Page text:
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1995: 20 years after the '75 Tornado (residents tell their stories)

1995: 20 years after the '75 Tornado (residents tell their stories)

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April 30, 1995: Twister Forever Changed the Lives It Touched

Cheryl Mau Bramhall never will forget May 6, 1975, the day a car fell from the sky onto her mother's head.

Tom Lindsay and his family remember the day for the "guardian angel" who appeared out of nowhere to pull them, shell - shocked, from the ruins of their home.

For Rose Marie Jackson, it marked the last time she ever walked.

May 6, 1975 - the day a tornado slashed a nine - mile scar into the heart of the city - is a day that will live in infamy for Omahans.

Anyone who lived in Nebraska's largest city during that time probably still remembers where he or she was when the sirens began to wail and the terror touched down.

For those who found themselves in the midst of the storm's fury, the date holds even more memories and meaning.

Three people were killed that day. Even more remarkable was the number of people spared.

It was estimated that 30,000 people lived, worked or went to school in the storm's deadly path. They heeded the sirens and huddled in basements, under tables or wherever they could find cover.

On Saturday, 20 years - in the case of many families, a generation - will have passed since the Tornado of '75.

But many survivors say the events of the day continue to touch their lives, both for good and for bad, sometimes in ways they are only now beginning to realize and to understand.

Here is the story of May 6, 1975, as told by some of those who lived through it: the Maus, the Lindsays and the Jacksons.

Tuesday, May 6, started out hot and hazy.

Colleen Mau remembers the uncomfortable, sticky heat. She rarely wore shorts but chose to that day, not knowing that by the end of the day she wouldn't own any other clothes.

She felt something ominous hanging in the thick air. She had heard about the threat of severe weather and hoped that her four daughters, Cheryl, 16, Cindy, 15, Lori, 12, and Kristi, 8, would be dismissed from school early.

Rose Marie Jackson, then 42, liked the warmth. When she came home for lunch from her job at the post office near 72nd and Pacific Streets, she thought about how she soon would be working in her garden.

By midafternoon it started to rain. That meant the end of the workday for Tom Lindsay, a plumber who had been working on an outdoor job in Papillion. He headed for his home at 7913 Nina St., in Omaha's Westgate neighborhood.

The rain didn't stop the Ak - Sar - Ben races, where Lindsay's 17 - year - old son, Tom, went off to work after school.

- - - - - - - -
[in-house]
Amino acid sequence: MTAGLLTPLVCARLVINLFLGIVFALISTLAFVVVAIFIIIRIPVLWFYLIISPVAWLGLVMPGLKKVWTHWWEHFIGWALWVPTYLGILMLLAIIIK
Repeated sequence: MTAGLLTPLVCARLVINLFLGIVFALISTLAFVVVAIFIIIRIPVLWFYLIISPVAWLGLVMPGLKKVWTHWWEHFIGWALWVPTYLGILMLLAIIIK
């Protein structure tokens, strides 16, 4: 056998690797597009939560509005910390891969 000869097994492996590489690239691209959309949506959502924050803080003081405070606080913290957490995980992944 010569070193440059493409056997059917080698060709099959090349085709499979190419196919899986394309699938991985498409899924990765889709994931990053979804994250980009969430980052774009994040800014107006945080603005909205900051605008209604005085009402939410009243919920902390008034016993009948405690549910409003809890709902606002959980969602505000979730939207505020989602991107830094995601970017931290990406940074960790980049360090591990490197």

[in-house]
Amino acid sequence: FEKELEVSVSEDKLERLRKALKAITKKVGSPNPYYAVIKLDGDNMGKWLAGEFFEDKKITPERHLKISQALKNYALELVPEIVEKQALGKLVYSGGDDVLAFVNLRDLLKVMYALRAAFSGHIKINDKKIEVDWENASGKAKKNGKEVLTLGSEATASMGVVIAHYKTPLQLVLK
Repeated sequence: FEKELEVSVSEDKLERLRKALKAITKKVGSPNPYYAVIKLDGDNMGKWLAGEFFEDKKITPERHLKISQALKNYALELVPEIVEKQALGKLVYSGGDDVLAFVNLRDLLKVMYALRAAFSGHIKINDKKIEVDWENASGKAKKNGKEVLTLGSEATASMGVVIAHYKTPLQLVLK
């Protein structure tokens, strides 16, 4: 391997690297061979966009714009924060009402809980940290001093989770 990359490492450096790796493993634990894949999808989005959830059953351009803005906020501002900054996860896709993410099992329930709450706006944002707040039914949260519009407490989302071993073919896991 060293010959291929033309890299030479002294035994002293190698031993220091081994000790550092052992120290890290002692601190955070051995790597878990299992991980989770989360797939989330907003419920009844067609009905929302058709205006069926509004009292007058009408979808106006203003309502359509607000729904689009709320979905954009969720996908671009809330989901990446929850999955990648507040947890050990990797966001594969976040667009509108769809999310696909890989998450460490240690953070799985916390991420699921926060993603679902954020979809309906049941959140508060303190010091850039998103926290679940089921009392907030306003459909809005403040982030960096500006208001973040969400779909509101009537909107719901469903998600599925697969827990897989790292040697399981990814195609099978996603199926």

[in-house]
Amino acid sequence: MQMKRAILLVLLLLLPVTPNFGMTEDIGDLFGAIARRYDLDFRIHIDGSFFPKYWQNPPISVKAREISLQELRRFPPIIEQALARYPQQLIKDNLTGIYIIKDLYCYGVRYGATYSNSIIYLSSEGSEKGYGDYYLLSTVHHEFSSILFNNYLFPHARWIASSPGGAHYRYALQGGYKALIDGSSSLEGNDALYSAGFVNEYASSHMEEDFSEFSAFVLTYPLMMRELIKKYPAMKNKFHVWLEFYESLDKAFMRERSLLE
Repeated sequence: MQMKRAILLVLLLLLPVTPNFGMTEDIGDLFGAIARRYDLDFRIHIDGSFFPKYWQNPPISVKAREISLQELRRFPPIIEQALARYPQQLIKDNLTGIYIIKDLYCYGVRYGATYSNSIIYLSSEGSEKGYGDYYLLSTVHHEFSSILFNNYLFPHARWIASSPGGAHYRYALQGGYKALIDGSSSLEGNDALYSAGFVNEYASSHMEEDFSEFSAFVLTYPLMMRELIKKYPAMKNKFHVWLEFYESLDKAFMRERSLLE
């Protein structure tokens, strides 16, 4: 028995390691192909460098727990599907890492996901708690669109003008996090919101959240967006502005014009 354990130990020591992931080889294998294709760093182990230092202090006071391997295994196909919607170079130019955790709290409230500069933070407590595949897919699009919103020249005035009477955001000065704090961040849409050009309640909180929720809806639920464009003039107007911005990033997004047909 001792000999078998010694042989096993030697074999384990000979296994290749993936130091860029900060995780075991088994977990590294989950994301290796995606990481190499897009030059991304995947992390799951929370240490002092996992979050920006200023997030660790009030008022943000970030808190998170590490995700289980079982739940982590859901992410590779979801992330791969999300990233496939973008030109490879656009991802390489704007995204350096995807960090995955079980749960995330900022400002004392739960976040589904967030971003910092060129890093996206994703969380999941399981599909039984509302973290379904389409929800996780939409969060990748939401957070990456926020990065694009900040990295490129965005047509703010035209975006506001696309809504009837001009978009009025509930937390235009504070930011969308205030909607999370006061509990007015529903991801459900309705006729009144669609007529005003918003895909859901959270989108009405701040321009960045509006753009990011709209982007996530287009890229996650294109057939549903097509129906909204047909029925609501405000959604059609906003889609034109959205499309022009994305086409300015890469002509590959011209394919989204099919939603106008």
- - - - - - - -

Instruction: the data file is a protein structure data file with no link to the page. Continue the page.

Lindsay's 13 - year - old daughter, Roseann, walked home from school and watched the dark clouds in the southwest as they parted, came back together, and then parted again.

The churning in the sky that Roseann saw was caused by the lethal mixing of the hot, humid air with a new front of cool, dry air coming in from the north. By the time she got home, there were severe thunderstorm warnings on the television.

At 4:14, the National Weather Service reported a possible tornado.

At 4:29, a resident reported a funnel cloud descending west of 96th and Harrison, and the civil defense alarms sounded.

At 4:32, police reported a tornado on the ground, tearing the roofs off apartments at 96th and Q Streets.

Lindsay stood in a back yard with his neighbor and watched the black, swirling cloud, less than a mile away and closing fast.

It went through the railroad trestle, on to the Westgate ball fields, and headed for the Interstate. Lindsay and his neighbor joined Roseann, Lindsay's wife, Delores, and two neighbor children under a table in the basement as the tornado roared into the Lindsay house.

"I remember opening my eyes twice in the whole thing," Roseann said. "The first time there was a blue flame in the air. The second time I saw the basement steps being sucked up. Then all you could see was sky."

The tornado was gone as quickly as it had come. The Lindsays' home was gone, hurled into a neighbor's house across the street. Even the table was gone. But they all were OK.

The Omaha twister at that time was following the northeast path most tornadoes take. But at 72nd Street, it took a freakish turn due north.

That took the black funnel right down Omaha's glittering strip and put it right on top of Mrs. Jackson.

She and 10 co - workers had watched the approaching storm before taking shelter, Mrs. Jackson under a metal work table. The force of the storm slid the heavy table away, leaving Mrs. Jackson exposed as a hail of bricks came down. She was buried in the debris.

"Please, God, not yet," she said she thought. "I have so much left to do."

Farther north near 70th and Blondo Streets, the Mau children disagreed on what to do about the tornado warning. Cheryl thought they should take shelter. Lori called her worried sister a "Holy Joe."